Pubdate: Sun, 27 Dec 2015
Source: New Mexican, The (Santa Fe, NM)
Copyright: 2015 The Santa Fe New Mexican
Author: Richard Dean Jacob


The classic 1936 anti-marijuana propaganda film Reefer Madness 
revolved around very melodramatic events where high school students, 
lured by pushers to try marijuana, descended into a sensational 
multitude of drug-induced depravities. In decades hence, this 
cautionary tale of a drug menace gone mad has been rightfully seen as 
an extremely exaggerated take on the use of marijuana.

Today the pendulum has swung to quite another extreme.

Recently a Gas & Grass (combination gas station and marijuana 
dispensary) has opened in Colorado Springs so customers can get a 
variety of errands done in the same place for their unprecedented 
convenience - including the purchase of lottery tickets, beverages 
and cigarettes. The March 2014 issue of Psychology Today published an 
article titled, "It's Time to Address the Marijuana Issue: To put it 
simply, What are we thinking?" In it, the author, Dr. Robert Berezin, 
writes that "the substance abuse epidemic is so incredibly 
destructive to the well-being of our society ... it's problematic 
enough to deal with the hard drugs and prescription pharmaceuticals." 
He furthers that marijuana is a psychoactive drug, and while not 
physically addictive, it is powerfully habituating. Dr. Berezin says 
that he has treated all the addictions and that marijuana usage has 
gotten a "pass" - a substance whose habitual use negatively affects 
the brain and can be distorting and destructive to the personality 
and optimum functioning in life.

Kyle Grimshaw-Jones of has compiled a list of 
negative energetic/spiritual effects of habitual marijuana usage - 
all detrimental to our consciousness and being.

The inventory includes but is not limited to: marijuana overexpands 
and weakens our etheric field that is the blueprint/ plan for our 
physical body (worked on, for example, in acupuncture and human 
energy field work); this overexpansion may cause energy leakage 
through breaks in our etheric field (which can become sites of 
physical disease and entity attachment); this weakening of the 
grid-like etheric field can allow an increase in the loss of our 
self-efficacy and our making decisions based on lower instincts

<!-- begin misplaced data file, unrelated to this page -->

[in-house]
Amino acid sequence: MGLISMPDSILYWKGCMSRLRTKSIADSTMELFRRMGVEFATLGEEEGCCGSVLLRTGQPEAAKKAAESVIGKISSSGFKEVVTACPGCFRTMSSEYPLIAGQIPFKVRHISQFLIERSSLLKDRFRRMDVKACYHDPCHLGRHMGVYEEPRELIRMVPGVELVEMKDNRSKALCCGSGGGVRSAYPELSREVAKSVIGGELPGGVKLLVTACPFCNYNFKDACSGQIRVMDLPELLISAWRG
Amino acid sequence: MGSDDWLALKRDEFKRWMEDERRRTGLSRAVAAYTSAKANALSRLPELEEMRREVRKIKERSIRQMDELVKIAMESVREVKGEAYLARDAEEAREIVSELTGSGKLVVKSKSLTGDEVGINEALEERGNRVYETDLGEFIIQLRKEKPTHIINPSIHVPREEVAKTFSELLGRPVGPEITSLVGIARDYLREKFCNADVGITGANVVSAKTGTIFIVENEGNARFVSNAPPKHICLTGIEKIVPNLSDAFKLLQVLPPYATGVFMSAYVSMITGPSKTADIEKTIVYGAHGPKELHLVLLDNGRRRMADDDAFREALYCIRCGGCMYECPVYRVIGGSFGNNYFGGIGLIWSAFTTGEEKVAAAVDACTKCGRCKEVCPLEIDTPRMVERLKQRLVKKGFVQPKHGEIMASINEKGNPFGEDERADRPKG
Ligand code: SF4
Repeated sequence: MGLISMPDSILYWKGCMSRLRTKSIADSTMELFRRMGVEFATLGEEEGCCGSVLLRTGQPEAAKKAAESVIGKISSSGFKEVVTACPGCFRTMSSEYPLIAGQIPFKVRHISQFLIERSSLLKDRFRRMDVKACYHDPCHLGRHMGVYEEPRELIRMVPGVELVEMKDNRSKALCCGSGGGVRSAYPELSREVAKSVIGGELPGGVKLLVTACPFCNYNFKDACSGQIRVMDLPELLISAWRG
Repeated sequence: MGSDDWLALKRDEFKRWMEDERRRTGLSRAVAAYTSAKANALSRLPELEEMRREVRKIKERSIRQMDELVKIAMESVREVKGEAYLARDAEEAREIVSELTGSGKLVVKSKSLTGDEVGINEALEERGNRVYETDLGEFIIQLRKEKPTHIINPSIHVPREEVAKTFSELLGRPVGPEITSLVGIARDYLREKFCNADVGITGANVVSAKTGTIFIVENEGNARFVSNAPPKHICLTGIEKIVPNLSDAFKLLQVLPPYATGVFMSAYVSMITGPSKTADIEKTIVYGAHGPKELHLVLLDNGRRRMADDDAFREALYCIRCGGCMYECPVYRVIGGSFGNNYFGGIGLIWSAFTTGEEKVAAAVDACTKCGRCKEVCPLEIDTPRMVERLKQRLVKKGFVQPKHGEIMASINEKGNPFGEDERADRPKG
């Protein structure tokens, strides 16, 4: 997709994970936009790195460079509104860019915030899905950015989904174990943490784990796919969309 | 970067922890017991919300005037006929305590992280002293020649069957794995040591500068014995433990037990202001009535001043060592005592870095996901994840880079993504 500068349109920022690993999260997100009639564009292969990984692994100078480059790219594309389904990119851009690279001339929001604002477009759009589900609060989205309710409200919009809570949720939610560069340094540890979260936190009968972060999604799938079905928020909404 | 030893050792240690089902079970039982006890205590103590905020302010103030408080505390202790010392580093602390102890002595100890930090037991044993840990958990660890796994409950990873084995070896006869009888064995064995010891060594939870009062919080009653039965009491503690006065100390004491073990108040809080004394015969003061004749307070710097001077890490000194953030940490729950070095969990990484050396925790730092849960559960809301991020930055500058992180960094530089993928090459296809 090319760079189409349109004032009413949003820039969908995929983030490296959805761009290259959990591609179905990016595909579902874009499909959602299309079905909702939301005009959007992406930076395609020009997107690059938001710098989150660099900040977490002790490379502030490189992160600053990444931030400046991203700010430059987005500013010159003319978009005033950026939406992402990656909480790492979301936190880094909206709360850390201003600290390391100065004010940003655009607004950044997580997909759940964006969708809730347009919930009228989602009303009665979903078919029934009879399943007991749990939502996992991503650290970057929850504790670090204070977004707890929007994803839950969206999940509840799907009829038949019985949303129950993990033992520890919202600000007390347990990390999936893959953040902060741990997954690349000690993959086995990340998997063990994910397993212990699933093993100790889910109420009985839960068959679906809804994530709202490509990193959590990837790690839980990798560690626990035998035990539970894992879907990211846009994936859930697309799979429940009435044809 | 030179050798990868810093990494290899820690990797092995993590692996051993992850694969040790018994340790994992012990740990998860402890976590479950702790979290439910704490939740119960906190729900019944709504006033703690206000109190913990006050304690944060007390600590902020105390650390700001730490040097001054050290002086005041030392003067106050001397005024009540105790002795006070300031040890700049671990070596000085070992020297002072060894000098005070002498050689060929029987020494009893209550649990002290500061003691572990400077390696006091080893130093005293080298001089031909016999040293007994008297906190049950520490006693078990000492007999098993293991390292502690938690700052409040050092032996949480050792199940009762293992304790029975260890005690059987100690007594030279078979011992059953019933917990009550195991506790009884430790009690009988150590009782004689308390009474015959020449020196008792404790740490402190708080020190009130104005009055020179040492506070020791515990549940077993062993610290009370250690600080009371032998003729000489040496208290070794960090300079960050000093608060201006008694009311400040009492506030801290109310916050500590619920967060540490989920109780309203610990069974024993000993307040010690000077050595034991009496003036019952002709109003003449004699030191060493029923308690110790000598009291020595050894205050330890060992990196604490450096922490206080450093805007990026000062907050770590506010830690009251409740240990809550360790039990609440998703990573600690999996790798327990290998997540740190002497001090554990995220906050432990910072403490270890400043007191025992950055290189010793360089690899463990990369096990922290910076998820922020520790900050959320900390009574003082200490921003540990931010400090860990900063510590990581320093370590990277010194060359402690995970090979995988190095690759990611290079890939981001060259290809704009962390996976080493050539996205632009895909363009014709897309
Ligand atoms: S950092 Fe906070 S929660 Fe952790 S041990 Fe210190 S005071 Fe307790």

rather than true intuition, right livelihood, and constructive 
activity; the marijuana high takes us into the astral plane that is 
not the goal of spiritual evolution (even while facilitating 
creativeness this can disconnect us from our higher self and result 
in mental fragmentation, delusionary thinking and dependency); the 
chronic marijuana user can be eventually induced into remarkable 
degrees of denial.

Today I'm amazed at middle-age and older individuals still heavily 
reefing away who so conveniently forget how, as teens, stoners would 
develop "burn out" - dark circles under their eyes, short-term memory 
loss, lethargy and lack of initiative.

In this discourse, I am not making a case for or against the legality 
of cannabis but rather for an expanded base of enlightenment and 
choice. It's a problem for many of us that marijuana legalization 
fosters a public perception that pot is a benign and harmless drug or 
even beneficial.

Something overlooked nowadays in the touting of the therapeutic 
benefits of medical marijuana is the fact that any possible 
advantageous credits from psychoactive THC (which the marijuana plant 
contains) does not outweigh its inherent risks - that it's actually 
CBD (the non-psychoactive component cannabinoid in cannabis) that is 
the real champion in today's medical marijuana world for its 
therapeutic wonders.

It's been scientifically validated that CBD works to cancel out the 
detrimental effects of THC. Oftentimes, CBD is almost totally absent 
in high-THC recreational marijuana that research studies continue to 
show results in neural damage and lifelong impairment and especially 
hinders the proper development of the adolescent brain.

In a time of high-alcohol craft beer becoming commonplace while 
states pass tougher drunken-driving laws by lowering blood-alcohol 
concentration limits, and texting-while-stoned fatalities make news, 
it's time for ever-clearer assessments and reality checks concerning 
the substances we use and the choices we make.
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MAP posted-by: Jay Bergstrom